As the coronavirus outbreak continues to spread, the Chinese government and health officials around the world are counting on an intangible factor to help them contain the virus: trust.
“I think of it as the ‘because I said so’ theory of governance,’ says Rob Blair, assistant professor of political science and international and public affairs at Brown University. To prevent the spread of disease, governments ask people to comply with public health recommendations that might seem onerous, like avoiding contact with certain people, isolating themselves, or changing travel plans. Even authoritarian governments can’t control every single person’s actions — much less control millions of people across a broad area. For those measures to work, the authorities need people to trust that their solutions will keep the population safe.
But trust can break down for a number of reasons, which China and other global governments have to account for. If one crisis is handled poorly, there will likely be less trust during the next one. Not only that, but the spread of misinformation can have real-time impacts on what people believe. That erosion can weaken public health response.
“Ultimately, in moments of crisis, public health crises and others, governments have to rely on a baseline level of citizen trust in order to organize an effective response to that crisis,” Blair says.
“In moments of crisis, public health crises and others, governments have to rely on a baseline level of citizen trust”
The consequences of a lack of public trust were clear during the 2014–2015 outbreak of Ebola in West Africa. In Liberia, people who did not trust the government were less likely to follow recommendations around ways to prevent the disease, and they were less likely to support policies that would slow the spread of the virus. It wasn’t that they didn’t understand how the virus was passed from person to person, says Blair, who conducted research on the outbreak. They just didn’t trust that the government could do anything to stop it. After over a decade of civil war in the 1990s, trust in the Liberian government is still low.
People have long memories of major public health events, Blair says. “In West Africa, during the Ebola crisis, people distrusted government not because they were uninformed, but because in the past, the government had done things that weren’t trustworthy,” he says.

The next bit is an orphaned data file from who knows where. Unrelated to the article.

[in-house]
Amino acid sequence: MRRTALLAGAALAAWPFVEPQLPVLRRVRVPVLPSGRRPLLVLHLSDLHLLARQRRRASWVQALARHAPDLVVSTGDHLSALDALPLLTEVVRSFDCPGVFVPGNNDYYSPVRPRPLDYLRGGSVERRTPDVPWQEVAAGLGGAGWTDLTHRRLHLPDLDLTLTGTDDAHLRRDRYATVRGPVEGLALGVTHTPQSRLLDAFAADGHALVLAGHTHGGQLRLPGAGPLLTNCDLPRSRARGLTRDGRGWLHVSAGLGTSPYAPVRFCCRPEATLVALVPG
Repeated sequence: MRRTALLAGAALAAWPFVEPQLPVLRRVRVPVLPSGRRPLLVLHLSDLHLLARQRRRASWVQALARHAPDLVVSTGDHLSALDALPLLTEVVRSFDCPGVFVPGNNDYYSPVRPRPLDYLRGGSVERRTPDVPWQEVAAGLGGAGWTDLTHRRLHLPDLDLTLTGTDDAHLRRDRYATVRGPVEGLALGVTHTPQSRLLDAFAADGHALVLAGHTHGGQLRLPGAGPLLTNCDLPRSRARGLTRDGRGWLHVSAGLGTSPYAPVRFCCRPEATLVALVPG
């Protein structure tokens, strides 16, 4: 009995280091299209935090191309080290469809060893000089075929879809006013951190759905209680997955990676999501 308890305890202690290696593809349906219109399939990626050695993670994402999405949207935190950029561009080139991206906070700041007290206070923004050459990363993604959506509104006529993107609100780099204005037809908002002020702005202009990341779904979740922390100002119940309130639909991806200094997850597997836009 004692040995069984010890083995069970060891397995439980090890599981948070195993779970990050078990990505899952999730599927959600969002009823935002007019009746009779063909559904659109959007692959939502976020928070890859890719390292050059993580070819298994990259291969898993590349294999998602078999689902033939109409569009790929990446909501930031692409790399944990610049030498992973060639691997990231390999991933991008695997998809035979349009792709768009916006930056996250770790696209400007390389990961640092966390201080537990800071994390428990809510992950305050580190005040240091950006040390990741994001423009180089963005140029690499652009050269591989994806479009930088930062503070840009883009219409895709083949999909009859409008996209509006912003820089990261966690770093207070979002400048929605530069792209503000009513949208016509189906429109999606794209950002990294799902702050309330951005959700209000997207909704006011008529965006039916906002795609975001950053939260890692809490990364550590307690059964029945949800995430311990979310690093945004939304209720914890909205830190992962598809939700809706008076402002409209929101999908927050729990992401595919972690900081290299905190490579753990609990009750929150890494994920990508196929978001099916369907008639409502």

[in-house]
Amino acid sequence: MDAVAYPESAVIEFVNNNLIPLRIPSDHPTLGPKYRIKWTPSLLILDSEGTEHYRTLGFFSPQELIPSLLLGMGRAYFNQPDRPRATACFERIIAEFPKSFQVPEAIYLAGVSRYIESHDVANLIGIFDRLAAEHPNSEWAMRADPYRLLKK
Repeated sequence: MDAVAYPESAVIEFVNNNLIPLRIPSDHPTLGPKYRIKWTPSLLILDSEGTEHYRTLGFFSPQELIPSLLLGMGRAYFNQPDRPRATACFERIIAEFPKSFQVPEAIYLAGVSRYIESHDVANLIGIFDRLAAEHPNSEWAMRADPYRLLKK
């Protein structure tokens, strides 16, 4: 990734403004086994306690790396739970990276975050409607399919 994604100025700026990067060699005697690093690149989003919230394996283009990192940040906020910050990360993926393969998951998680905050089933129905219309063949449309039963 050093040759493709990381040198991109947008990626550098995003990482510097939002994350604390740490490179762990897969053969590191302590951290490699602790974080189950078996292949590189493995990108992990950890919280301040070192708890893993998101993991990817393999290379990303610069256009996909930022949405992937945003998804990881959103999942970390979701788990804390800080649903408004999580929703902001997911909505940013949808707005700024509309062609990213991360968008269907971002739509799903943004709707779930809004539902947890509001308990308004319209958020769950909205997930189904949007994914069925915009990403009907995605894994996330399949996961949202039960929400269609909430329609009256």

Many people living in China have good reasons to feel the same way: during the SARS outbreak in 2002 and 2003, the Chinese government mislead public health officials and attempted to conceal the extent of the problem. While the World Health Organization has said that Chinese officials are being more transparent during this outbreak, people living through it are less confident that their government is telling them the whole story. Many are expressing their anger on social media. Scrutiny of the government intensified last week when some evidence from the ongoing research into the new virus suggested that it may have emerged earlier than the Chinese government said. That could be because of understandable confusion early in an outbreak, but the legacy of SARS leaves some experts concerned that it could be due to Chinese officials misleading people.
Blair says that there may also be less compliance with public health practices in China if trust is that low, just as there was in Liberia. “One of the core challenges they face is trust, especially when they have to overcome the legacy of crises not being well-handled,” he says.
Misinformation, which is common during these types of events, can also affect trust in governments. In Liberia, for example, rumors spread that the government had manufactured the Ebola crisis to get more foreign aid. Conspiracy theories — that have no basis in reality — are circulating around the new coronavirus, like that Bill Gates created the coronavirus. Those types of rumors can reveal and exacerbate distrust. “People are willing to believe these sorts of conspiracy theories if they think the government is not trustworthy, fundamentally. And if you hear enough of them and start to believe them, you might conclude the government is not trustworthy,” Blair says.
“People are willing to believe these sorts of conspiracy theories if they think the government is not trustworthy.”
People may also turn to conspiracy theories if they’re not getting information from official sources, which can fuel that cycle, says Allan McCoy, an assistant professor of sociology at SUNY Plattsburgh. “They rely on what they can find.” In China, where censorship restricts the amount of information published in state-run news outlets, people turn to social media where misinformation proliferates.
In the US, the Centers for Disease Control and Prevention (CDC) is updating its website with case numbers and providing regular briefings and statements to journalists and the public. The CDC has fairly high levels of trust from the public — particularly compared to political bodies like the Senate — which is a good sign for coronavirus control efforts. The first two patients who had confirmed cases of coronavirus in the US went to their doctors at the first sign of illness and cooperated fully. While those are isolated incidents, they show the benefits of some baseline level of trust. “That sort of action is exactly what you’re looking for,” Blair says. “In a crisis, people have to do things that make them uncomfortable.”
The real test will come, though, if there is more widespread transmission of the coronavirus in the US or if officials put more restrictive recommendations or policies in place, McCoy says. “You’ll see a greater sense of crisis, and see what people’s cooperation level is then,” he says. “What will the government do, and how willing will people be to go along with it?”